Monday, May 30, 2011

Failure is an Option

A commercial from the 1990s displayed NBA legend Michael Jordan narrating all of his stats. But, instead of mentioning his NBA Championships, MVP Awards, Scoring Titles, and All-Star accolades, Jordan rattles off the number of shots he has missed, the number of games he has lost, the number of times he was trusted to take a game winning shot and missed and how failure was a neccesary ingredient in his success.

A very interesting and humbling perspective, even from Air Jordan himself. Somehow, and I know I sound incredibly old in saying this, I can not imagine many of today's starts declaring their shortcomings so openly. I'd even go so far as to say that even Nike no longer wants to tell any of its athletes who they should be or how they should behave...right?

Regardless of the current state of professional athletics (compared to the "Golden Age" of my childhood), Jordan's philosophy on the importance of failure resonated with me back as a teenager and remains with me today. As an educator, I see that a willingness to fail is a trait found in good learners. As the father of a 7 month old daughter, I see this philosophy lived out every day.

With eating under her belt, Elizabeth has shifted her focus to crawling. Able to creep, Elizabeth has not yet mastered the art of moving forward on all fours. Belly flops, rolls, tangled legs and incessant rocking followed by screams and wails have all been a part of her learning-how-to-crawl process. She's close, and will probably be crawling soon, but she probably just needs to fail a few more times so she can figure it out.

In addition to education taking time and effort (see the May 15 post), it also takes a willingness to fail, and in turn, failure itself. So, as educators, we must couple holding students accountable to high academic and moral statnds with loving support, nurturing and care. Right now, Elizabeth has a curiosity and love for exploration that is truly inspiring. She also has a determined spirit, and at this point a blind courage. Failure to eat, crawl or find her pacificer at night (even multiple pacifiers that have been strategically sprinkled in her crib) has not deterred her from trying.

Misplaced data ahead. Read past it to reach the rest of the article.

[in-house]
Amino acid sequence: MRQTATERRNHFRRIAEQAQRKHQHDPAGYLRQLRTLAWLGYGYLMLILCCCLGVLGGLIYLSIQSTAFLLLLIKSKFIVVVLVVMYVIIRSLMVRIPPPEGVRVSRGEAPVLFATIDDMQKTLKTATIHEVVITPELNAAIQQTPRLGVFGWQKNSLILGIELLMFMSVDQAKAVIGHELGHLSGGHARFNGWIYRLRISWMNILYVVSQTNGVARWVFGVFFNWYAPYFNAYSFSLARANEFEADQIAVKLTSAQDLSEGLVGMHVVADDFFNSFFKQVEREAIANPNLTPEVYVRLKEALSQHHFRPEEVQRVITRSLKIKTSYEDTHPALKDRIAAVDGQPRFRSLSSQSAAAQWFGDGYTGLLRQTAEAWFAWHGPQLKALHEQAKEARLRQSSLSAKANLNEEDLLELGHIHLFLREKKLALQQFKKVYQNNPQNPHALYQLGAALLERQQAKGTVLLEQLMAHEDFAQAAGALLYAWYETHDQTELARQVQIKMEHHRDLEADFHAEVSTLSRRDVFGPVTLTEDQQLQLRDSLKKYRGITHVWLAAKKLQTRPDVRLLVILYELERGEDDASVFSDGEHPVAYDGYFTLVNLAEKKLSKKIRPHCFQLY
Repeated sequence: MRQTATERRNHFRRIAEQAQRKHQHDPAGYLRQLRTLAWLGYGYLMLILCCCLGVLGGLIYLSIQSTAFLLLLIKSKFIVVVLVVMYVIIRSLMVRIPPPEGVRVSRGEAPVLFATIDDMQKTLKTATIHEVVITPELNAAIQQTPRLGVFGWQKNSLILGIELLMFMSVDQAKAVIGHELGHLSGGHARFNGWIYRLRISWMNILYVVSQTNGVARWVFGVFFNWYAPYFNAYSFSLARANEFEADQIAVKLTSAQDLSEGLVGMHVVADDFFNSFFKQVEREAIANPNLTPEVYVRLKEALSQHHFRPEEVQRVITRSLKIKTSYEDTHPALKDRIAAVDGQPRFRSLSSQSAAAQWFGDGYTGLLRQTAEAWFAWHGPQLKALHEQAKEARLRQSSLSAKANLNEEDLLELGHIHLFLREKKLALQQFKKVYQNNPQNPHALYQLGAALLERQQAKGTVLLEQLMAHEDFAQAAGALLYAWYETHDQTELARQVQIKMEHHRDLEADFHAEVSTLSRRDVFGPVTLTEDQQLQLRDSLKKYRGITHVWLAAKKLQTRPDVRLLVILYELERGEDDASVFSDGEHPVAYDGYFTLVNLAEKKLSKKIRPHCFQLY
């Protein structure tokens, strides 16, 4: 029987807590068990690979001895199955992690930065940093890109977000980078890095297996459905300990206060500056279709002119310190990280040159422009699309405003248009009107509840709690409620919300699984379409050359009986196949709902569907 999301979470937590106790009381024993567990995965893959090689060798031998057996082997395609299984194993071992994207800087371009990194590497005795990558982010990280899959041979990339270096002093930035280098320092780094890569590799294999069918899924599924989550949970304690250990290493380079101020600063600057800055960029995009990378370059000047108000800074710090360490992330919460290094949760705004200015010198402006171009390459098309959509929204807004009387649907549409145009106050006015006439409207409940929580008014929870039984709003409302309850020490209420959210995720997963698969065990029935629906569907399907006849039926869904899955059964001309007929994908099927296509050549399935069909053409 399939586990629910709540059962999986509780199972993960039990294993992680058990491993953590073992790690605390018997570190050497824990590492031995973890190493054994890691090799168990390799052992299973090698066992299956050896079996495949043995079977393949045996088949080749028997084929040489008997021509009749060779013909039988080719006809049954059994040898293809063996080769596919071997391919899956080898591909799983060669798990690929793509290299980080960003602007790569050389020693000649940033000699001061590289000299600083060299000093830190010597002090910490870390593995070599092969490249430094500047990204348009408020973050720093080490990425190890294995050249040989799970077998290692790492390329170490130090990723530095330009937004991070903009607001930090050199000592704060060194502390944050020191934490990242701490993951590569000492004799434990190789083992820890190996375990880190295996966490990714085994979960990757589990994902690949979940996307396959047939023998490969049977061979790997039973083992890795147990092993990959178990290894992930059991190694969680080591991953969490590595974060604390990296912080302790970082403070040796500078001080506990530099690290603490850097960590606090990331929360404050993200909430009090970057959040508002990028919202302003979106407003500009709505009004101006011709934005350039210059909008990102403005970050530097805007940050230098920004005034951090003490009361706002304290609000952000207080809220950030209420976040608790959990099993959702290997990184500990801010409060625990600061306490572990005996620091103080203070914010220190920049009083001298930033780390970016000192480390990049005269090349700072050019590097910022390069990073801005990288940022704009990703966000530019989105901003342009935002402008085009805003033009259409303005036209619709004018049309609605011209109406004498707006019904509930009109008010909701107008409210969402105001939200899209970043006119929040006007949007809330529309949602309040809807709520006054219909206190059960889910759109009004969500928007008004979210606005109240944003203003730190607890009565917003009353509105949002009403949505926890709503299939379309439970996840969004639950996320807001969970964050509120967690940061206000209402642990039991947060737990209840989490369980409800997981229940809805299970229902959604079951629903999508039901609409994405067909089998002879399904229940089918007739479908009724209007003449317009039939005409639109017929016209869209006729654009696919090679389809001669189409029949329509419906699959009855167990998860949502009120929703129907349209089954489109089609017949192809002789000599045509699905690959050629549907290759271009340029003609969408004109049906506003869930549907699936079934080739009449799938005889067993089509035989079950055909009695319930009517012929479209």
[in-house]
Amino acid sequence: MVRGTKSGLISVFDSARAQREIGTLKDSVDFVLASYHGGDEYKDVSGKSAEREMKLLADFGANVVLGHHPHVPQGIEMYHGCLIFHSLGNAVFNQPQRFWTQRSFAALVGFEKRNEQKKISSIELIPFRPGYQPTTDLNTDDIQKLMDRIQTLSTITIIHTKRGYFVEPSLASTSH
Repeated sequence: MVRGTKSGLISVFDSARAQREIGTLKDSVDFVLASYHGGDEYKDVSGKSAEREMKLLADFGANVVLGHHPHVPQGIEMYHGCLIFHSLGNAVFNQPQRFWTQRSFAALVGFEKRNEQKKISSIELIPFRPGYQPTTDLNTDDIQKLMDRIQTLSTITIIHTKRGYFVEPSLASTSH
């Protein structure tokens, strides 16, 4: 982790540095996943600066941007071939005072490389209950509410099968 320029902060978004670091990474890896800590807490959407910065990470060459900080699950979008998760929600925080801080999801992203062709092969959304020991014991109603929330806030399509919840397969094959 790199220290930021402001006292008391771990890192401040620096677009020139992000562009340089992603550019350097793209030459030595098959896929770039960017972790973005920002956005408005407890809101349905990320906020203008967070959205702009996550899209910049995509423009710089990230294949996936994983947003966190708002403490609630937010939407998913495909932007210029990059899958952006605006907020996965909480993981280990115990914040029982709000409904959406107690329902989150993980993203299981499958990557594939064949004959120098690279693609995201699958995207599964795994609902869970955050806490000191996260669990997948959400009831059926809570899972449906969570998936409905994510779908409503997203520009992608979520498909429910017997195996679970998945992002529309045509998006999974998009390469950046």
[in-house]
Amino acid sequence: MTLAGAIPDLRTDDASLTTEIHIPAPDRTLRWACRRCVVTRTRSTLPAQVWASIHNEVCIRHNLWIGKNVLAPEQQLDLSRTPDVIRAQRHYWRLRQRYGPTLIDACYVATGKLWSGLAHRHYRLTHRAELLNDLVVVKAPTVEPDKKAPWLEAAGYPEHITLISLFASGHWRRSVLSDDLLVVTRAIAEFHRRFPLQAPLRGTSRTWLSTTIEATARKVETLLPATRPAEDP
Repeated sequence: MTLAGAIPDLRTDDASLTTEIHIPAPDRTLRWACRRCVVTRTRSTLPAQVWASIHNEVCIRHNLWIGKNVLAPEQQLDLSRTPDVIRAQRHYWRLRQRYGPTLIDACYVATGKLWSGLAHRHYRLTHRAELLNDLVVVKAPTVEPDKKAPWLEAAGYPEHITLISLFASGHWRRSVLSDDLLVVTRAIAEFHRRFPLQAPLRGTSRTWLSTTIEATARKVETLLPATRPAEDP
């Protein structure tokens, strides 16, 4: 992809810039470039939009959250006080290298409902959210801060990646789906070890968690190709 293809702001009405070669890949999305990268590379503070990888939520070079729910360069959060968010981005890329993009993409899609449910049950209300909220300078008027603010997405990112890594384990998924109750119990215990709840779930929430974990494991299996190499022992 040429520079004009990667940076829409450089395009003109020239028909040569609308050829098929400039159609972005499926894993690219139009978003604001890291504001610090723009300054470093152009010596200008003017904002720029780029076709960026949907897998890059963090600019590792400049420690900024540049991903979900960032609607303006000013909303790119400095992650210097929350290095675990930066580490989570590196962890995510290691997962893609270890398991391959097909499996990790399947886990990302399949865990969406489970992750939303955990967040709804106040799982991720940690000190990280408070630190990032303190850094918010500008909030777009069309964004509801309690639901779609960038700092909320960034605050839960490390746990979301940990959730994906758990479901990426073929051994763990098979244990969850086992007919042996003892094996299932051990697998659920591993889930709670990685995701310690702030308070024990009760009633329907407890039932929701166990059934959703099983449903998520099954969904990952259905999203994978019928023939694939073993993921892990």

Hopefully, this love for learning and her willingness to take risks will continue into toddler-hood, childhood, adolesence and beyond. Whether it is an unwavering self-confidence or an iron will, the older we get the less likely we are to tackle new challenges. For most of us, at some point in our lives we start to believe the lies of the one who wishes to keep us from becoming who God created us to be. You're not smart enough. You're not pretty/handsome enough. Savvy, strong, well-rounded, disciplined, healthy enough. You're too young. Too old. You're not good enough.

You are a sinner.

And so we stop trying. We stop challenging ourselves and growing. Maybe (and unfortunately) teachers, parents or even friends have reinforced these negative feelings. Maybe the pain of a particular failure, rejection or loss was too deep and the support needed to overcome it too shallow.

And in no longer trying we no longer fail and in turn gain control over the pain. We never have to worry about living down to the disappointment of missing a game winning shot if we always pass to another player, stay on the bench, watch it from the stands or critique it the next day at the water cooler. Playing it safe means we never fail.

It is encumbent upon Catholic educators to kindle the flame inherent in each of us for greatness. We must handle this light with extreme care and caution. The USCCB's Council for Catholic Education states (1998), "Teaching has an extraordinary moral depth and is one of man's most excellent and creative activities, for the teacher does not write on inanimate material but on the very spirits of human beings. The personal relations between teacher and student, therefore, assume an enormous importance."

Catholic educators, approach every day and every student knowing that you affect eternity.

The World already has too many wandering people with extinquished flames.

It has too many people so afraid of failing that they never even try.

It has too many would be saints wallowing in the mud figuring there's no point in getting up- they'll just fall again anyways.

What it needs is more failures, more people who realize that in order to be successful failure is an option.

It's just not the only option.